Here's an interesting and surprisingly even-handed BBC piece on France's nativist National Front party; they got their first seats in the French Senate this weekend. It does start by noting the unsavory past of the party, but continues to note the real appeal of an anti-immigrant, anti-EU pitch-
According to the social geographer Christophe Guilluy, there is a new divide in France: between the "metropolitan' and the "periphery". Front National voters are the French of the "periphery".
These are the people from the country, and small towns, and the sprawling new housing estates that form the outer, outer ring of cities like Paris.
That is a divide that resonates on this side of the Atlantic as well. Eastern Colorado and northernmost California both have succession movements going.
Increasingly those living inside the cities, says Mr Guilluy, are the well-off white-collar workers and the immigrants: both classes of people that benefit from globalisation.
In the periphery are the losers - people on modest incomes who are "no longer integrated economically, socially and culturally in the life of the nation". And they are 65% of the population.
The rich can afford the big cities. The poor get help affording it. The folks in between are on the outside looking in, in more ways than one.
"Contrary to what their elites keep telling them, the French have a very clear idea of what's happened in French society, because they live it in their flesh.
"For 30 years now they've been repeated the same message - that they'll benefit from globalisation and multiculturalism. But they don't. Their analysis is rational, relevant and above all it's the majority view."
There's somewhat more benefits to globalization in the US than in France thanks to a more market-friendly system and multiculturalism is more adjusting to nominally Catholic Hispanic immigrants than nominally Muslim immigrants from Africa in France. American small-towns are more religious than French ones, and it's more secularization that has hit the US provincials harder than multiculturalism.
However, an anti-immigrant, pro-traditional-culture, anti-centralization vibe runs in common with both. Tea Party folks can be paleoconservative reactionaries as well as libertarians, but the National Front tends to be more paleo and not very libertarian in its economics.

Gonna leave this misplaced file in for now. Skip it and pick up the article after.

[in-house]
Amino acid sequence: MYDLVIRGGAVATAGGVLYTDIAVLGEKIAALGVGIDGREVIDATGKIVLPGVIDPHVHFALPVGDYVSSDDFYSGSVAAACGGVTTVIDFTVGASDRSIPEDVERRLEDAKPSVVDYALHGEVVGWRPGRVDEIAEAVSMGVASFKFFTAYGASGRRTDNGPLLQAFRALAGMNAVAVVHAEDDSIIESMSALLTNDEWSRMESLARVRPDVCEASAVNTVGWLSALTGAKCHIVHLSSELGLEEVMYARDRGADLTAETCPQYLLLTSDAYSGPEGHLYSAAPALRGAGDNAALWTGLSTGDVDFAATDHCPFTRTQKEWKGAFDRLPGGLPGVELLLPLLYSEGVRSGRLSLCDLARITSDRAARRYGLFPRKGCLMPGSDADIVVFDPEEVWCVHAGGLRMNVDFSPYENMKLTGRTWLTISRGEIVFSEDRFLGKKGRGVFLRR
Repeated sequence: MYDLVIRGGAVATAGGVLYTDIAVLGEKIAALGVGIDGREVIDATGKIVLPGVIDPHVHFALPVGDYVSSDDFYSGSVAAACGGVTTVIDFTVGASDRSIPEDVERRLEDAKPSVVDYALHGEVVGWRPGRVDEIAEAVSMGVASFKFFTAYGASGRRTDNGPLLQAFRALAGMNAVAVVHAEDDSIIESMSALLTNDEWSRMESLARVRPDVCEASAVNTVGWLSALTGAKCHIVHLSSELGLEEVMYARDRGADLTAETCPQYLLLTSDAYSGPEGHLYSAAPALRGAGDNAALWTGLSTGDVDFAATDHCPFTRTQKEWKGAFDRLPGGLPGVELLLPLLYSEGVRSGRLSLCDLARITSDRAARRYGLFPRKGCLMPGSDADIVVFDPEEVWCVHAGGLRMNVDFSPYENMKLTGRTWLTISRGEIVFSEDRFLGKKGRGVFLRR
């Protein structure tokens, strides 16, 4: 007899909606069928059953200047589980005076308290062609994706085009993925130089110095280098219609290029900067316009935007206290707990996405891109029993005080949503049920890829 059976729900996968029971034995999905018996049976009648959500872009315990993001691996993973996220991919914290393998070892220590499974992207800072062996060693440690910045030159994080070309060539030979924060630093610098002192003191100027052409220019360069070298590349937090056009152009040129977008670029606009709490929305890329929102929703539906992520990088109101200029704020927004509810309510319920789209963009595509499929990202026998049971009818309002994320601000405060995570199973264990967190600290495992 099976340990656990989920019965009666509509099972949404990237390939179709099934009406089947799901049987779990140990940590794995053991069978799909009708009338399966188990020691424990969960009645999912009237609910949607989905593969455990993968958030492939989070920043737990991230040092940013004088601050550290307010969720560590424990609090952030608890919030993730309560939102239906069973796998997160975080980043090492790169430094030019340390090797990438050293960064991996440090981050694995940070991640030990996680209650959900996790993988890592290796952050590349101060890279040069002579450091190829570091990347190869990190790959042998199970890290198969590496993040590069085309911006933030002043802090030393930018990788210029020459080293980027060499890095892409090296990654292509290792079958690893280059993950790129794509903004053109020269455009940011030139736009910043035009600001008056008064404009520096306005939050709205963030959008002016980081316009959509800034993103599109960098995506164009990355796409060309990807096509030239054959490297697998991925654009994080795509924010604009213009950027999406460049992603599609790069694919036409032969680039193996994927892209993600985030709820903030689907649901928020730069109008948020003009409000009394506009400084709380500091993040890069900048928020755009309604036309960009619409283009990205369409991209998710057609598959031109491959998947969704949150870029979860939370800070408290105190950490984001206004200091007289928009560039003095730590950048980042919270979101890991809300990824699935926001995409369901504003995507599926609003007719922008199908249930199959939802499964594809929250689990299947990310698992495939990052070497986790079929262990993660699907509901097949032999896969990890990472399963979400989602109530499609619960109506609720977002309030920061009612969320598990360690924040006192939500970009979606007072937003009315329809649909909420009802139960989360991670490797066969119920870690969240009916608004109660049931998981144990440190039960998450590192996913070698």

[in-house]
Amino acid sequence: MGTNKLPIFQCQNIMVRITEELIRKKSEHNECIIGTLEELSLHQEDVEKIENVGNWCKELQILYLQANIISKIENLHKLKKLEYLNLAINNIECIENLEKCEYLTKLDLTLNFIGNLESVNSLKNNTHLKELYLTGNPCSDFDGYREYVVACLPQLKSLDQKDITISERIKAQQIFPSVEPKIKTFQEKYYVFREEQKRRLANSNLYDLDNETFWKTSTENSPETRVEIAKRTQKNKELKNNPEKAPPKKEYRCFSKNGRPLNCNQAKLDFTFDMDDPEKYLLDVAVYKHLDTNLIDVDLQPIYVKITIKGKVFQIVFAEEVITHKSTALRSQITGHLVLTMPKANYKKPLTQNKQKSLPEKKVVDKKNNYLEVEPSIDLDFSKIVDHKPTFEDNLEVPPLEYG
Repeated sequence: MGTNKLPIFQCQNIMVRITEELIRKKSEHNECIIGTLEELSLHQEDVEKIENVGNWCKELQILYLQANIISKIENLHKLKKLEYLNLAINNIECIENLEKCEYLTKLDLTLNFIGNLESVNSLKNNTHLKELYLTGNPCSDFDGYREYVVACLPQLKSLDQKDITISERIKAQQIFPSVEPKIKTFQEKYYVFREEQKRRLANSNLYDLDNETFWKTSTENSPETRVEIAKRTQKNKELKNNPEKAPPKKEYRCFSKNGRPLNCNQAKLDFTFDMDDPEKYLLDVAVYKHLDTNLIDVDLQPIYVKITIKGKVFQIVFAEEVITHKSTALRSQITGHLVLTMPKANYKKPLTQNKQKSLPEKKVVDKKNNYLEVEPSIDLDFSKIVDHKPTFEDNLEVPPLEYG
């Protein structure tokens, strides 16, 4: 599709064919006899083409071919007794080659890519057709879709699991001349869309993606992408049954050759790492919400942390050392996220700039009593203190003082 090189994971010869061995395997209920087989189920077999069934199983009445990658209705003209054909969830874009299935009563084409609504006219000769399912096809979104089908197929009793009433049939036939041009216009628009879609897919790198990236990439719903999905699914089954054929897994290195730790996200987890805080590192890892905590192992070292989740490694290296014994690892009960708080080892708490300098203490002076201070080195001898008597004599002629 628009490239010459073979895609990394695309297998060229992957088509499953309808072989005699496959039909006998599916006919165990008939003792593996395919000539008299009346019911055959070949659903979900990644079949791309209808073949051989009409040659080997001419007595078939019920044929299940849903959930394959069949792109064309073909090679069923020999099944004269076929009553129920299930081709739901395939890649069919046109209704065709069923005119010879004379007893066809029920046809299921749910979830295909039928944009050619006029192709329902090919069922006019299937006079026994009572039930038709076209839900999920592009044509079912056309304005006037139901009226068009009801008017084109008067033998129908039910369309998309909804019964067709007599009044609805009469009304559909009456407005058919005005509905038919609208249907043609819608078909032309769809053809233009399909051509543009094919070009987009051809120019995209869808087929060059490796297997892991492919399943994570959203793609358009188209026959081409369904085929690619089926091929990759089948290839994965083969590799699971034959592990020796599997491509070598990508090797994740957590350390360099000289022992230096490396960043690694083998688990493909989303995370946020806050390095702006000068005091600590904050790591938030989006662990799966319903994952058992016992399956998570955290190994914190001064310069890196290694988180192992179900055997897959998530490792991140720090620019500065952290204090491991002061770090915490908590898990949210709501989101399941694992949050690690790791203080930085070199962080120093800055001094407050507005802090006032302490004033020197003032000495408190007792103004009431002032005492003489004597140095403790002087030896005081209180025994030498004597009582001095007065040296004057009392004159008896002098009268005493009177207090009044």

[National Front leader] Marine Le Pen adroitly articulates the feelings of these "invisible French". They see in her one of them.
That "invisible French" line sounds quite like Nixon's Silent Majority, appealing to blue-collar conservatives who didn't like where the culture was going in the late 1960s. Many of those folks voted for George Wallace's 1968 third-party run (and his 1972 run in the Democratic primaries); a law-and-order "Southern Strategy" looked to turn those Yellow Dog Democrats into Republicans without being (at least overtly) racist.
The difference here is that Le Pen isn't Tricky Dick, she's George Wallace's more-inclusive daughter, if I can compare her dad Jean Marie Le Pen to Wallace. If the Southern Strategy wasn't tried, playing to redneckish voters fears without directly playing to their ethnocentrism and racial fears, we might have had a nativist third party develop in the US.
French conservatives (or what passes for conservative in France) have played a variant of the Southern Strategy before, as this blog post from 2003 comes to mind, acting tough on lawless Muslim youth without being directly anti-Muslim. Being anti-veils comes into play as well from time to time as well.
However, when you add economic stagnation to that cultural indigestion and mainstream pol of both left and right who can't seem to do much to help that French Silent Majority, we see the National Front picking up that part of the political ecology, playing George Wallace without a Richard Nixon to counter him.
The Scottish independence vote had William Wallace invoked quite a bit, at least in US commentary on it. We may have another Wallace to keep in mind to their south.